Many might think in God’s version of this game, judgement is the big winner when in fact mercy always wins over judgement. This is because God delights to be merciful. However important judgement might be, God in love offers mercy. Indeed, if you love your neighbour as you love yourself, you are more likely to be merciful than judgemental.
James describes a situation where two people come to church. One is clearly wealthy, and the other is dirt poor. James tackles the issue of favouritism saying if you show special attention to the rich man giving him a place of honour, while consigning the poor man to sit on the floor, it is discrimination. James asks, when you do this, have you not … become judges with evil thoughts? Favouritism and discrimination are judgements we make, when really mercy should triumph over judgement.
This earthly discrimination against the poor stands in contrast to the attitude of God who has chosen the poor to be rich in faith. Jesus taught, “Blessed are you who are poor, for yours is the kingdom of God.” (Luke 6:20) We may tend to think of discrimination or favouritism as a minor issue, but James will not let us do so. He states those who show favouritism are law breakers, akin to murderers, For whoever keeps the whole law and yet stumbles at just one point is guilty of breaking all of it. There is no small sin, because even the smallest sin makes us law breakers and separates us from God. This understanding of the seriousness of sin is important to James as he highlights their sins of favouritism and discrimination. They should be ashamed of their behaviour and instead they should have been motivated by love to serve and honour the poor among them.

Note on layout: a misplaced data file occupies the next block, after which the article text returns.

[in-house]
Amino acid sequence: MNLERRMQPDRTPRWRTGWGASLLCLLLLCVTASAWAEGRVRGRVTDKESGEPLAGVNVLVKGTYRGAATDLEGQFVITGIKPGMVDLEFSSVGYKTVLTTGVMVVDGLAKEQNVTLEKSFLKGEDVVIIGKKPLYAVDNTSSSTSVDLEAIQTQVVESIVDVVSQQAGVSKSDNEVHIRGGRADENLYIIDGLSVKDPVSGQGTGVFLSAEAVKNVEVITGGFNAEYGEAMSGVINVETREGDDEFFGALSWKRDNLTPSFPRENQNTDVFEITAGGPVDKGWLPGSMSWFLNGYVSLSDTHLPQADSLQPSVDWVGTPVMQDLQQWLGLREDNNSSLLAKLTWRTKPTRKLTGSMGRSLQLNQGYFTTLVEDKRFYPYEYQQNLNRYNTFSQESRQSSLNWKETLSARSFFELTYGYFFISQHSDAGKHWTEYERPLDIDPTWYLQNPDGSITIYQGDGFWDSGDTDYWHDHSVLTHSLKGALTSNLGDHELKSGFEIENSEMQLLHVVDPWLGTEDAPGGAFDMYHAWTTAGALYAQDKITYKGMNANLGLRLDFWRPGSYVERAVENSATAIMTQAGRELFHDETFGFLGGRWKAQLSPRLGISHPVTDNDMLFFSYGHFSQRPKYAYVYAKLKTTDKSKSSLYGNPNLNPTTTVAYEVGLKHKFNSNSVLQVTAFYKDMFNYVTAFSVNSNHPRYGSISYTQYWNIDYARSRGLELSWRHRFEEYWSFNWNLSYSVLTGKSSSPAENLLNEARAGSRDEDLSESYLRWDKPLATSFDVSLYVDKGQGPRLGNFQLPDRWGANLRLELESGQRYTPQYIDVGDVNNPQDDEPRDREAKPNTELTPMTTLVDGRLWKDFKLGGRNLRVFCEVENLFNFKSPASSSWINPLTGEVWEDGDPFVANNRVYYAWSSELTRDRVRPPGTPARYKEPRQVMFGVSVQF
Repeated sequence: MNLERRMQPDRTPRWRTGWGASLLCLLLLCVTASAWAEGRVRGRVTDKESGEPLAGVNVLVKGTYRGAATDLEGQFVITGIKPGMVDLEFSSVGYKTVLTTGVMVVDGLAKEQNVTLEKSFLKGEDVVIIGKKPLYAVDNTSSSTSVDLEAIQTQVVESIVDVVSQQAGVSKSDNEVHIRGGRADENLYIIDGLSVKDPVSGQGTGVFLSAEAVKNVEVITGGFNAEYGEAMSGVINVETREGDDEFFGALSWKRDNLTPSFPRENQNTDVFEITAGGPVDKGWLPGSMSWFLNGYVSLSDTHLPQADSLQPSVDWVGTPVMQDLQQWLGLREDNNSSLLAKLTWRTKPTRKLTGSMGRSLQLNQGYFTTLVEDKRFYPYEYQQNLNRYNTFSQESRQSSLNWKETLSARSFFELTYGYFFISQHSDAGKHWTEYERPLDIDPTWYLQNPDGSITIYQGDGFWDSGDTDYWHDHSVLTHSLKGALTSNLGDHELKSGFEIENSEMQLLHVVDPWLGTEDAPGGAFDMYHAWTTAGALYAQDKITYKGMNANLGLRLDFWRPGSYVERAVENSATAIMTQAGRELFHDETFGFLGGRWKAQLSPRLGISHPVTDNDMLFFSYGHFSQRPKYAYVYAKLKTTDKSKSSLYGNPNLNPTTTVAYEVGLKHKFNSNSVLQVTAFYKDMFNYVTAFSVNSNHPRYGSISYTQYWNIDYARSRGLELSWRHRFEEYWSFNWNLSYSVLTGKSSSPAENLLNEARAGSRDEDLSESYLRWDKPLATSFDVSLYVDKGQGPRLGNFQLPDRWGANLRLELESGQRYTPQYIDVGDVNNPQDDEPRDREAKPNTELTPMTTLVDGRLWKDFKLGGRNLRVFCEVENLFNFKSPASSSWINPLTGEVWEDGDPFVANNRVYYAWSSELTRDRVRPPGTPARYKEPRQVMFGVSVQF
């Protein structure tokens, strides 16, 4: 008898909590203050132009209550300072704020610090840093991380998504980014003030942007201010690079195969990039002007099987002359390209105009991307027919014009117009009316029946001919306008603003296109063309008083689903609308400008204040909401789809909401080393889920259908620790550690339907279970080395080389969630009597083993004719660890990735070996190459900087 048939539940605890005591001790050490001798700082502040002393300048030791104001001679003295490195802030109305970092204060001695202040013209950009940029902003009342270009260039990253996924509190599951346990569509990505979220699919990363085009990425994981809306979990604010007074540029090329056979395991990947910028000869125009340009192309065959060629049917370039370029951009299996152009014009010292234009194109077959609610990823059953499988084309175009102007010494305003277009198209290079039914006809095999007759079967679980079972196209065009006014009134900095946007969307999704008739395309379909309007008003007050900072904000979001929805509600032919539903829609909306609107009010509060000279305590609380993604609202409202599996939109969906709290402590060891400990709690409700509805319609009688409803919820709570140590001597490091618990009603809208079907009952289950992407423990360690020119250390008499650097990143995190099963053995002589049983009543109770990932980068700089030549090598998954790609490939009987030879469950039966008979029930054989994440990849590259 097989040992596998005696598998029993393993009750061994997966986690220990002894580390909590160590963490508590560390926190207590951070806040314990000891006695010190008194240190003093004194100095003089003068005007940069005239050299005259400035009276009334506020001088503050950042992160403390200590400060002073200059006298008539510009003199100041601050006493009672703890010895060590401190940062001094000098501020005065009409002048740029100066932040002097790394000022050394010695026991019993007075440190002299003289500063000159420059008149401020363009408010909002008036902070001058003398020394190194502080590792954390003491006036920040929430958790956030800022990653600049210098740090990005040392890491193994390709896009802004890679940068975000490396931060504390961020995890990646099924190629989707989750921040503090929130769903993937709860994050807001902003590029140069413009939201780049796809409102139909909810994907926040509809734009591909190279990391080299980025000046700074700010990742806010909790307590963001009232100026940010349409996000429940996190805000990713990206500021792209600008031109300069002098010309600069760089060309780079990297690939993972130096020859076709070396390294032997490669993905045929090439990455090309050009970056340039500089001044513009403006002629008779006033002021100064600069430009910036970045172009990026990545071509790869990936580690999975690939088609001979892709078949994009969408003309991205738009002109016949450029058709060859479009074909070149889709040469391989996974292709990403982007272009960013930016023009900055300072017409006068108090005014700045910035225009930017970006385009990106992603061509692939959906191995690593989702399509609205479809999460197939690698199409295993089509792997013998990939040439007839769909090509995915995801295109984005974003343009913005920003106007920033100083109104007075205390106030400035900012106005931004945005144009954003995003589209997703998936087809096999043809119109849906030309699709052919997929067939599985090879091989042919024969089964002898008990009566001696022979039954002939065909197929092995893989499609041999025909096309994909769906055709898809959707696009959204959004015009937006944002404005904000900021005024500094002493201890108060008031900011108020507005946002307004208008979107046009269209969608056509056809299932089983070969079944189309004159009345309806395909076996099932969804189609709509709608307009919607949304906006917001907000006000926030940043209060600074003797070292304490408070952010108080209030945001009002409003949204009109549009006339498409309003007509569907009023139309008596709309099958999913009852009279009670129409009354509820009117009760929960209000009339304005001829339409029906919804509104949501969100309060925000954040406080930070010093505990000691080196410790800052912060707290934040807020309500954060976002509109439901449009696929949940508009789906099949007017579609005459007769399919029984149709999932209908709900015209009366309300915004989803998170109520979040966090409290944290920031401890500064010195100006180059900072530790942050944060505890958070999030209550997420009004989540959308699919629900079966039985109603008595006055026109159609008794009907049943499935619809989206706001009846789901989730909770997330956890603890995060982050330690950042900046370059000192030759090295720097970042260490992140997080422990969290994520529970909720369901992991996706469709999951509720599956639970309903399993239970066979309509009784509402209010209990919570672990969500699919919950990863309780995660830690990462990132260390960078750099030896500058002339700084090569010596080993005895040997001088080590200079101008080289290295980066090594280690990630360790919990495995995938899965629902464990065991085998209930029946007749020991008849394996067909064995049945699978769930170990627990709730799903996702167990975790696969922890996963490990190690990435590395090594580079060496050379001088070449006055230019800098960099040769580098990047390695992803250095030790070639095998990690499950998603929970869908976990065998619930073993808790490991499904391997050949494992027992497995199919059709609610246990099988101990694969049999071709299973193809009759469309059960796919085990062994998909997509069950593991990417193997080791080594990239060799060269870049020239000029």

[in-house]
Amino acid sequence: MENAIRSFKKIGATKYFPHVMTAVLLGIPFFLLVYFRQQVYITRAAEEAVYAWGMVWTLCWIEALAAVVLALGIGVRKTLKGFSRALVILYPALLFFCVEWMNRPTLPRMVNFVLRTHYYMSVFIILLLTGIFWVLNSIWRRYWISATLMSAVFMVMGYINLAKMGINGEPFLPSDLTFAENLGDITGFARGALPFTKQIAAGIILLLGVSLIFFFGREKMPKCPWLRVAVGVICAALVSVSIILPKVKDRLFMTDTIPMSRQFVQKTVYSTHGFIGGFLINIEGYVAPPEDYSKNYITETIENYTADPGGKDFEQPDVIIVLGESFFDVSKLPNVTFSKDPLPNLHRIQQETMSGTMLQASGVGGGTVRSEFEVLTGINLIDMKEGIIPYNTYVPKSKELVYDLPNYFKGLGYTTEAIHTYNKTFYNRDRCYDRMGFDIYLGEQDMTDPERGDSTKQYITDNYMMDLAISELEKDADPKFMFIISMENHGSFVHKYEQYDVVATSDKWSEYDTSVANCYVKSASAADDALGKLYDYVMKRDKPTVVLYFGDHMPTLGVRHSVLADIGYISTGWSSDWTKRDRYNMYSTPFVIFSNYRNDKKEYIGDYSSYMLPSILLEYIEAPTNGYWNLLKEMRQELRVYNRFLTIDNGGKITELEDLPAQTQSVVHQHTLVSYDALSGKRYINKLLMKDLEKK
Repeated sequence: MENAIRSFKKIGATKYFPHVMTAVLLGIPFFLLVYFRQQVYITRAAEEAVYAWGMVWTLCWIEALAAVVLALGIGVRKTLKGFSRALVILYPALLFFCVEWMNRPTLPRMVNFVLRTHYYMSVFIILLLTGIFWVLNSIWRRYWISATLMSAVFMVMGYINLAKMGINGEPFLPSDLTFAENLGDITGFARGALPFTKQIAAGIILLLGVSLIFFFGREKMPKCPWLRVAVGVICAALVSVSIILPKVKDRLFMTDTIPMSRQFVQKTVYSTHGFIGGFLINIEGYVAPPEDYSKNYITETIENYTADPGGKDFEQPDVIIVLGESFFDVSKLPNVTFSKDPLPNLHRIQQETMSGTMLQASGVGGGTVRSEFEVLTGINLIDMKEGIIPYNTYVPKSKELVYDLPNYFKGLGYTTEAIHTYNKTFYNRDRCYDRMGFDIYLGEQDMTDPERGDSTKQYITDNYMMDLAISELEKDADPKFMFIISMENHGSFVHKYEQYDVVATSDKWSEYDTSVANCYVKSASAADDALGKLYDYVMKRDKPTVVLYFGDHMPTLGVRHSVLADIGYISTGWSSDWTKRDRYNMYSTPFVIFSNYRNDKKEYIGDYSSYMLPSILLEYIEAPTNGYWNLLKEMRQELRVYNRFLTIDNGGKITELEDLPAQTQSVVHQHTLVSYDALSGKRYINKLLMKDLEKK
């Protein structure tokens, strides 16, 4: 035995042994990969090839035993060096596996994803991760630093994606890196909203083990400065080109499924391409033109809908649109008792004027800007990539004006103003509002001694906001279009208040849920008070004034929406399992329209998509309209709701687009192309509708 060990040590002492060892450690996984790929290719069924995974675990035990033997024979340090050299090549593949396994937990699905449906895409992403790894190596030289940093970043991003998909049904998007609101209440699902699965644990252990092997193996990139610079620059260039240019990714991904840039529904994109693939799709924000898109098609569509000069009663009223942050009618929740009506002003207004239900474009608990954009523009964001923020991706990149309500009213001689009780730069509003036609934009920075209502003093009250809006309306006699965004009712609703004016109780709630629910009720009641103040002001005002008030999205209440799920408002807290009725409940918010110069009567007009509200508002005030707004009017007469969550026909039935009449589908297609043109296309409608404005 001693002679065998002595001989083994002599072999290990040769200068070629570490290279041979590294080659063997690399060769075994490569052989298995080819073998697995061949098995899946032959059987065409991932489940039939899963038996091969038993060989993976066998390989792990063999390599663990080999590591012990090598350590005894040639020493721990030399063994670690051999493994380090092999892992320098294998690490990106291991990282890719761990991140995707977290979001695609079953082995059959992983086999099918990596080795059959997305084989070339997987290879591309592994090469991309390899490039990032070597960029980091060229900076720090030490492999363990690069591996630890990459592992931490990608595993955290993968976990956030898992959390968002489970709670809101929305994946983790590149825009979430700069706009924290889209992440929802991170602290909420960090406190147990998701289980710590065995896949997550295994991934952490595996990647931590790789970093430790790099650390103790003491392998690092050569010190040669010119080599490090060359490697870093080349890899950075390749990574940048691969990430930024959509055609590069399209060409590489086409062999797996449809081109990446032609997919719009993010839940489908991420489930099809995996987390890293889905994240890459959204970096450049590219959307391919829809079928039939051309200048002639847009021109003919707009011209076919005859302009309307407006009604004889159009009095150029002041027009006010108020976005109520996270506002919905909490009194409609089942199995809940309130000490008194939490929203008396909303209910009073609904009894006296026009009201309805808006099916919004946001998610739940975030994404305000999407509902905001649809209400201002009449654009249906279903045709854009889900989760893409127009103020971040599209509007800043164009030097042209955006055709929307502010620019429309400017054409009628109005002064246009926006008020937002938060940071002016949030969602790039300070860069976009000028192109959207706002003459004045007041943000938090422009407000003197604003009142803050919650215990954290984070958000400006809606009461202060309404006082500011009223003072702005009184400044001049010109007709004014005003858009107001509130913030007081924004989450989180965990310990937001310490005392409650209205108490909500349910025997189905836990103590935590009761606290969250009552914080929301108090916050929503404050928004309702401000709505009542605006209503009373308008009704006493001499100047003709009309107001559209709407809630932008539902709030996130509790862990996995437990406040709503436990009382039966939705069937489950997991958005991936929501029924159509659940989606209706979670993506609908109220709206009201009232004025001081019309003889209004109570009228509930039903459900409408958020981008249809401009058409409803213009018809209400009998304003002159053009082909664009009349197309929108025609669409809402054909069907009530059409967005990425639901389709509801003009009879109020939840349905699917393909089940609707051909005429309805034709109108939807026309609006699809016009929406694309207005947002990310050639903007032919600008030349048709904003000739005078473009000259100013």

What difference does this make to us? If you really keep the royal law found in Scripture, ‘Love your neighbour as yourself,’ and act lovingly so mercy triumphs over judgment, then our lives will become more Christ‑like. By emphasising the royal law and stressing the need for mercy – James gets down to the nitty gritty of spiritual living. When we decide to love our neighbour as ourselves, we begin to make room in our lives for those we might previously have disregarded or discriminated against.
Do you tend more towards judgement of others or showing mercy to them?
Ask God to open your eyes in the week ahead to see opportunities to act with love and mercy.
Rev John Malcolm